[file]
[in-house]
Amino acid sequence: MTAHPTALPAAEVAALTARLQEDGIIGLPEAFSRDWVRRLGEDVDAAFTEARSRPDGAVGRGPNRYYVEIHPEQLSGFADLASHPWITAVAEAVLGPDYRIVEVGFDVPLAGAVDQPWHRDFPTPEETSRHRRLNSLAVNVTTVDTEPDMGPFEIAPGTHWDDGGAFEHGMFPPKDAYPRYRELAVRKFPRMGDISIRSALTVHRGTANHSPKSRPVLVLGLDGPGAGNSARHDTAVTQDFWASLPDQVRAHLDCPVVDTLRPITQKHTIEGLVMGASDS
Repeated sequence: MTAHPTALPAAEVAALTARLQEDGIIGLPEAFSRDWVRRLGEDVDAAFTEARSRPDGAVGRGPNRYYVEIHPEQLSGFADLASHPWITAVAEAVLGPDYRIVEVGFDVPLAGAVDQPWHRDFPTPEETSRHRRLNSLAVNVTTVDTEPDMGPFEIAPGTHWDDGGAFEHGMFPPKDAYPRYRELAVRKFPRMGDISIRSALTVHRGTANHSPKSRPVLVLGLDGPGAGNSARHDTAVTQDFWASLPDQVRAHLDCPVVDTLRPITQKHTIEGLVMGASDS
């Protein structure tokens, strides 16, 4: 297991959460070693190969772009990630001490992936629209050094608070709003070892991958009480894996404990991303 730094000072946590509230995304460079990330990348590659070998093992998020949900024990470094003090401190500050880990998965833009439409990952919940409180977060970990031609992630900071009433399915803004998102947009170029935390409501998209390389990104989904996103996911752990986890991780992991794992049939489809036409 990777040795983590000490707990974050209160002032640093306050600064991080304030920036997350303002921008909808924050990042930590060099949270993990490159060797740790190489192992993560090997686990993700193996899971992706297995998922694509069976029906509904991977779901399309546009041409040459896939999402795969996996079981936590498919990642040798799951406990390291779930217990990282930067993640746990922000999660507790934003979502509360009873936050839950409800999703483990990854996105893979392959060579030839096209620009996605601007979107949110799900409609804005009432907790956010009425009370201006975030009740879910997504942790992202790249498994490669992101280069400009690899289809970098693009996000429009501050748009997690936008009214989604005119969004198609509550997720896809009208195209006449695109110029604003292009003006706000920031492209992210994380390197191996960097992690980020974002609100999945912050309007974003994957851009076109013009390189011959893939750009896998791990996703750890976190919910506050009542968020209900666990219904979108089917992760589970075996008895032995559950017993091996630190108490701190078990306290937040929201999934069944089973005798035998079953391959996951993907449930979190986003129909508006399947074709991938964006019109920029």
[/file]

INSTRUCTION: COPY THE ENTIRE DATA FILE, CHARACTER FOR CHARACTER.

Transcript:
[in-house]
Amino acid sequence: MTAHPTALPAAEVAALTARLQEDGIIGLPEAFSRDWVRRLGEDVDAAFTEARSRPDGAVGRGPNRYYVEIHPEQLSGFADLASHPWITAVAEAVLGPDYRIVEVGFDVPLAGAVDQPWHRDFPTPEETSRHRRLNSLAVNVTTVDTEPDMGPFEIAPGTHWDDGGAFEHGMFPPKDAYPRYRELAVRKFPRMGDISIRSALTVHRGTANHSPKSRPVLVLGLDGPGAGNSARHDTAVTQDFWASLPDQVRAHLDCPVVDTLRPITQKHTIEGLVMGASDS
Repeated sequence: MTAHPTALPAAEVAALTARLQEDGIIGLPEAFSRDWVRRLGEDVDAAFTEARSRPDGAVGRGPNRYYVEIHPEQLSGFADLASHPWITAVAEAVLGPDYRIVEVGFDVPLAGAVDQPWHRDFPTPEETSRHRRLNSLAVNVTTVDTEPDMGPFEIAPGTHWDDGGAFEHGMFPPKDAYPRYRELAVRKFPRMGDISIRSALTVHRGTANHSPKSRPVLVLGLDGPGAGNSARHDTAVTQDFWASLPDQVRAHLDCPVVDTLRPITQKHTIEGLVMGASDS
């Protein structure tokens, strides 16, 4: 297991959460070693190969772009990630001490992936629209050094608070709003070892991958009480894996404990991303 730094000072946590509230995304460079990330990348590659070998093992998020949900024990470094003090401190500050880990998965833009439409990952919940409180977060970990031609992630900071009433399915803004998102947009170029935390409501998209390389990104989904996103996911752990986890991780992991794992049939489809036409 990777040795983590000490707990974050209160002032640093306050600064991080304030920036997350303002921008909808924050990042930590060099949270993990490159060797740790190489192992993560090997686990993700193996899971992706297995998922694509069976029906509904991977779901399309546009041409040459896939999402795969996996079981936590498919990642040798799951406990390291779930217990990282930067993640746990922000999660507790934003979502509360009873936050839950409800999703483990990854996105893979392959060579030839096209620009996605601007979107949110799900409609804005009432907790956010009425009370201006975030009740879910997504942790992202790249498994490669992101280069400009690899289809970098693009996000429009501050748009997690936008009214989604005119969004198609509550997720896809009208195209006449695109110029604003292009003006706000920031492209992210994380390197191996960097992690980020974002609100999945912050309007974003994957851009076109013009390189011959893939750009896998791990996703750890976190919910506050009542968020209900666990219904979108089917992760589970075996008895032995559950017993091996630190108490701190078990306290937040929201999934069944089973005798035998079953391959996951993907449930979190986003129909508006399947074709991938964006019109920029």